Data Characterization for Effective Prototype Selection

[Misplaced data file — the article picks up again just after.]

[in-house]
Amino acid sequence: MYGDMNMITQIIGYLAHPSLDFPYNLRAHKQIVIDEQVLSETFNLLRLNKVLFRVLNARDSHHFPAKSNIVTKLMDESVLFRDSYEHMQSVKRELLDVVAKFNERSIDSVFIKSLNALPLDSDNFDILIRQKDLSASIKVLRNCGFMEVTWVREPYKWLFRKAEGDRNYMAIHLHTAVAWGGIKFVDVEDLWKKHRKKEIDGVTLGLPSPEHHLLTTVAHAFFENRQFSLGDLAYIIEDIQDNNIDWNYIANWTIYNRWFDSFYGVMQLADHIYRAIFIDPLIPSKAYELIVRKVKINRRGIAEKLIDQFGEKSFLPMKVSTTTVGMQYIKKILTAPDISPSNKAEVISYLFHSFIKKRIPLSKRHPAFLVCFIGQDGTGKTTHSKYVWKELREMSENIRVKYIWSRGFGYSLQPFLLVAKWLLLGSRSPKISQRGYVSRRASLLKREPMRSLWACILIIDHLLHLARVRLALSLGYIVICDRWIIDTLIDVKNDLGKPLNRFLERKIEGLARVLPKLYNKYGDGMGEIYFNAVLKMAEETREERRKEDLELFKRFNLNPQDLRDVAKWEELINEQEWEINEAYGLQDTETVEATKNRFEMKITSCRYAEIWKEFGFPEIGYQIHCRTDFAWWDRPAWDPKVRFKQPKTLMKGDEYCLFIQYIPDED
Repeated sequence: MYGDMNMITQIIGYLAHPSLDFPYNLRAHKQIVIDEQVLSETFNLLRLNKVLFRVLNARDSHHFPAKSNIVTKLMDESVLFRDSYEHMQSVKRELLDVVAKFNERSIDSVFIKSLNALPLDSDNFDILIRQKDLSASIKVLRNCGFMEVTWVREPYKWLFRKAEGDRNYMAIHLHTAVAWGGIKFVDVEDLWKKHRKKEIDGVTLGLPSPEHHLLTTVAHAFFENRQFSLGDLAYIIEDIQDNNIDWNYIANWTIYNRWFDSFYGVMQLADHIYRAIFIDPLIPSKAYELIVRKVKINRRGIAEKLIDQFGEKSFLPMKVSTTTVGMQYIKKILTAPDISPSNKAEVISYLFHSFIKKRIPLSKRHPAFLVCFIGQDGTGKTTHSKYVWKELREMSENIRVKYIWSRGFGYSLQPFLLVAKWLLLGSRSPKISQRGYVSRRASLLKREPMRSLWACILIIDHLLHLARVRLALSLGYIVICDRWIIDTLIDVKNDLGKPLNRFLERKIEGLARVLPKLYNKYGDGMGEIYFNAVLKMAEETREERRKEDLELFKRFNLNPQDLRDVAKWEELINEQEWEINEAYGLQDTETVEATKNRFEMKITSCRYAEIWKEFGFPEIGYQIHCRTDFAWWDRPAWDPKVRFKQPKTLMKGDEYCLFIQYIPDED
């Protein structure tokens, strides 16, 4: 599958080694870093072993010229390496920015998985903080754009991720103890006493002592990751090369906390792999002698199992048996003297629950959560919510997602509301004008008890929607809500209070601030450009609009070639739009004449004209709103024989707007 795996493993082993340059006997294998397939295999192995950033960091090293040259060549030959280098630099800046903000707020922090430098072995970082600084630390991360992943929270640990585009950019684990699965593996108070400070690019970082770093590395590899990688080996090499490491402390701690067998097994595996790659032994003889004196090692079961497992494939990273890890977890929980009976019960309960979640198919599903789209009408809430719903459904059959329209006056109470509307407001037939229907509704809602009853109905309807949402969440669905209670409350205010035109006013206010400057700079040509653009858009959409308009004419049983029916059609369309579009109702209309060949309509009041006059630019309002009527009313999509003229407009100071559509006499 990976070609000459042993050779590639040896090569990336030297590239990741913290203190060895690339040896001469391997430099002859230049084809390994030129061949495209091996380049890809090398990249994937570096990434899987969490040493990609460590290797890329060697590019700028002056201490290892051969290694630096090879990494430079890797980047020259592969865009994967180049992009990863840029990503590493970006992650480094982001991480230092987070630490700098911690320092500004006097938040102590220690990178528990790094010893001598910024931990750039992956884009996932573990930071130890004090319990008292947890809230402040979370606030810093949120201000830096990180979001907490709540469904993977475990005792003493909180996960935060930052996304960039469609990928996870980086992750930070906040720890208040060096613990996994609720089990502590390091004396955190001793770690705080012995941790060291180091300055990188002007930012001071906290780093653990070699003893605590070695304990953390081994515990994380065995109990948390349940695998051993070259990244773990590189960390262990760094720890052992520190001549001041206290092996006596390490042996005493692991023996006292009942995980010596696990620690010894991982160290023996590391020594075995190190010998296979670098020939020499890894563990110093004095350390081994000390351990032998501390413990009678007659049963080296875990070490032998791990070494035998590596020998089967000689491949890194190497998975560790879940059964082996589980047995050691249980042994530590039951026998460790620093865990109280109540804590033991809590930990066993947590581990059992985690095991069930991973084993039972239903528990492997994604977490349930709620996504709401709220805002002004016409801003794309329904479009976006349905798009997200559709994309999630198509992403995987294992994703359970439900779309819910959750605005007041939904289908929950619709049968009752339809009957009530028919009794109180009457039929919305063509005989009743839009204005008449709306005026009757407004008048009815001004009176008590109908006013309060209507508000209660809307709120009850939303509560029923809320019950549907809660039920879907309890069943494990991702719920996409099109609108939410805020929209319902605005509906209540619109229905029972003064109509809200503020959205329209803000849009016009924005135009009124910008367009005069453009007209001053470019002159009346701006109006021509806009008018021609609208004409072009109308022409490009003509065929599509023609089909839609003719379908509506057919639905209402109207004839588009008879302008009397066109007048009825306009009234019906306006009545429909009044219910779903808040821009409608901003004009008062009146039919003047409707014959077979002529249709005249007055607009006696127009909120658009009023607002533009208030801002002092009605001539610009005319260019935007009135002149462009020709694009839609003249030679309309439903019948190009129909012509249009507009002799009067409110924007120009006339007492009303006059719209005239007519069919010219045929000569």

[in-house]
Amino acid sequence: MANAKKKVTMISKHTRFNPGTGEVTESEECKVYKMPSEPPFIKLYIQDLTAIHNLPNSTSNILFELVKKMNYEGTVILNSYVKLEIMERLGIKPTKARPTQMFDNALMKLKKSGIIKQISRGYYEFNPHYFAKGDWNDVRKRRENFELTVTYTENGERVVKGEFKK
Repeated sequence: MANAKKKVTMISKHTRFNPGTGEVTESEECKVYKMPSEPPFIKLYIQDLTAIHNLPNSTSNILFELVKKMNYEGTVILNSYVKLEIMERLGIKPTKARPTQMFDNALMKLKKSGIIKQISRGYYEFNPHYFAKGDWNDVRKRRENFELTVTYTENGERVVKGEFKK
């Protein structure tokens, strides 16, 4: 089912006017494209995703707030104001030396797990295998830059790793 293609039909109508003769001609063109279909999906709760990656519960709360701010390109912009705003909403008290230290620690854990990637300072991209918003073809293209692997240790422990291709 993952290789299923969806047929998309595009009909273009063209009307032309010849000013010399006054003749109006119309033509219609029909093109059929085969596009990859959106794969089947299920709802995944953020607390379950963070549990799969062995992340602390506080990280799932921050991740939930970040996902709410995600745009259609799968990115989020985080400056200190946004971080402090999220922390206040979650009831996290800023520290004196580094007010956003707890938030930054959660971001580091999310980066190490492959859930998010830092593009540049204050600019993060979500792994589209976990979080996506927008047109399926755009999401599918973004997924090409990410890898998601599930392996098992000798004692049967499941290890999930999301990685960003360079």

The Nearest Neighbor classifier is one of the most popular supervised classification methods. It is very simple, intuitive and accurate in a great variety of real-world applications. Despite its simplicity and effectiveness, practical use of this rule has been historically limited due to its high storage requirements and the computational costs involved, as well as the presence of outliers. In order to overcome these drawbacks, it is possible to employ a suitable prototype selection scheme, as a way of storage and computing time reduction and it usually provides some increase in classification accuracy. Nevertheless, in some practical cases prototype selection may even produce a degradation of the classifier effectiveness. From an empirical point of view, it is still difficult to know a priori when this method will provide an appropriate behavior. The present paper tries to predict how appropriate a prototype selection algorithm will result when applied to a particular problem, by characterizing data with a set of complexity measures.
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